Re-construction means they are under the Ministry of Justice, Legal and Parliamentary Affairs and other aspects of it are under the Ministry of Finance and Economic Development and then the technical side under the Ministry of Mines and Mining Development. You can imagine that if you have investors who are trying to discuss putting their money into the business. That tripartite that you are discussing with three different ministries can create hesitation on those who would like to invest into the mines.
We have attempted to say to consumer markets, ‘would you like to put money into the mines and then you pick all the products that we produce?’ That has not been easy to achieve. As late as today, I was having discussion with other potential funders. We are now trying to target on Gaths Mine which is still shallow, 700m from the surface and also cheaper to run versus Shabanie Mine. We will have a detailed meeting next week. We have had similar meetings where we thought we were now going for it and it has fallen through. So I do not want to sound too optimistic except to say to the Senate, we are aware of the distressed communities that are around these mines. We are aware of the expectations of the nation, that we open up these mines and we are aware and accept our responsibilities as the direct Ministry that is supervising the business of these mines. We will do everything in our power to ensure that we open the mines. The longer they take, the more difficult it is to open them in the future.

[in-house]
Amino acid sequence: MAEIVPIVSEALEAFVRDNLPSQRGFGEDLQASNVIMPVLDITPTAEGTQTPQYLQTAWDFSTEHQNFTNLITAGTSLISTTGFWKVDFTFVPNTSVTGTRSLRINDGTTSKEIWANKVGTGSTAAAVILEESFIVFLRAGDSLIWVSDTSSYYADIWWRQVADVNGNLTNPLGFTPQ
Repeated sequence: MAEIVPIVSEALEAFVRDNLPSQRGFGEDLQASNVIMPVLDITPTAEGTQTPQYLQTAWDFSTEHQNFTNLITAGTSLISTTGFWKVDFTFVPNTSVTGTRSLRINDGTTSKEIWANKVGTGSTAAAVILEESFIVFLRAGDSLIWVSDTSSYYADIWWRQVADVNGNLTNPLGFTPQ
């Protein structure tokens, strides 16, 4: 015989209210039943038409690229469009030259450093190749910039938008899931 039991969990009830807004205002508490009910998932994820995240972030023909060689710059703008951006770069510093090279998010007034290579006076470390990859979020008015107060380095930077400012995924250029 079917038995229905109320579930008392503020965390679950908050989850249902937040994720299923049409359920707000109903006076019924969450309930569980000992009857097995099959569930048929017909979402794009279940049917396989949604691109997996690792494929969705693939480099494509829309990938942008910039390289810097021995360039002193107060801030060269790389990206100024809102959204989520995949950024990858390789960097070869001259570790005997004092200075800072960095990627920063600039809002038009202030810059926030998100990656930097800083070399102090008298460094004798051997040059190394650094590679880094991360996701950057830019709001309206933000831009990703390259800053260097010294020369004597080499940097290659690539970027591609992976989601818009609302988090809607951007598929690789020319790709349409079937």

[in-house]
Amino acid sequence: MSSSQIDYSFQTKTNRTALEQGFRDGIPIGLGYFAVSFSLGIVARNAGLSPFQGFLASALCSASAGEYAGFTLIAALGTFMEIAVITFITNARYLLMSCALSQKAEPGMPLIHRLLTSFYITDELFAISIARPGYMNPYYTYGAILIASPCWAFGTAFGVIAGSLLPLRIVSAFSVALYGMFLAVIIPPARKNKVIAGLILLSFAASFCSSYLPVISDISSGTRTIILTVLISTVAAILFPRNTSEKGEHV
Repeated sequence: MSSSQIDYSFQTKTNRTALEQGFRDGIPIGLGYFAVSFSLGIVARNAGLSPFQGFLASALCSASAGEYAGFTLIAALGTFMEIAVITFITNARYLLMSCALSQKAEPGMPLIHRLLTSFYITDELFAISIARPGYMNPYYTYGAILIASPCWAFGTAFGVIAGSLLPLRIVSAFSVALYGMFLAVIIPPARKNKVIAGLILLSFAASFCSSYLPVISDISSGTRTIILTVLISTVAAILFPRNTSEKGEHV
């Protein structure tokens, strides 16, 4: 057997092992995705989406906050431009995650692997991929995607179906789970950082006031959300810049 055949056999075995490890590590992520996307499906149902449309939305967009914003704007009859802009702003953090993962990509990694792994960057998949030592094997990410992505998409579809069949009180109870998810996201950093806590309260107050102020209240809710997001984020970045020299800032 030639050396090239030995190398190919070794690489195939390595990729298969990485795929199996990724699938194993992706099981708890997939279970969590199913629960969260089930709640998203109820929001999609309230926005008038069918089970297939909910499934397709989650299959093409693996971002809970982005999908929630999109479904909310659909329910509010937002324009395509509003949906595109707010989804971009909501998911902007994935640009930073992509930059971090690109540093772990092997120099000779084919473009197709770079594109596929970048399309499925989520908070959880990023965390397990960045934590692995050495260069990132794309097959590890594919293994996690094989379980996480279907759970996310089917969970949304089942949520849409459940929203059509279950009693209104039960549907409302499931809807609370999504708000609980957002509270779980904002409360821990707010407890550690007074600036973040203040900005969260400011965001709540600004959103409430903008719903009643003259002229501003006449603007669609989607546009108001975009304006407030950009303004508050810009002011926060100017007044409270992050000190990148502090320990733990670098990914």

I want to register the Ministry’s appreciation to the Ministry of Energy and Power Development who have continued to give us power to keep the mines dry without us being able to pay them any money at all. They require a US$100 000 a month to give us power to pump the mines. I think at the moment, we are completely failing to give anything Shabanie Mine is basically a few meters away from submerging equipment.
When you open up mines, you break up your equipment into pieces and take them into the mine. You then put them together and you cannot suddenly bring them out because they are bigger than the opening that is going into the mine. What we did was to bring equipment to the highest levels of the mine but water is fast catching up and we are only a few meters away from submerging the equipment. If we do, then all the electrical equipment will be dead. That is the challenge that we are faced with at the moment.
On the stock of Turnall in Bulawayo, it will only consume a maximum of 10% of what the mines will produce. I have said this because sometimes the public thinks that Turnall can be a market. It is a very small market compared to the capacities of the mines. Those mines can produce close to 200 000 tonnes of fibre per year and Turnall consumes only 10% of that. That is the challenge that we have Mr. President. Thank you.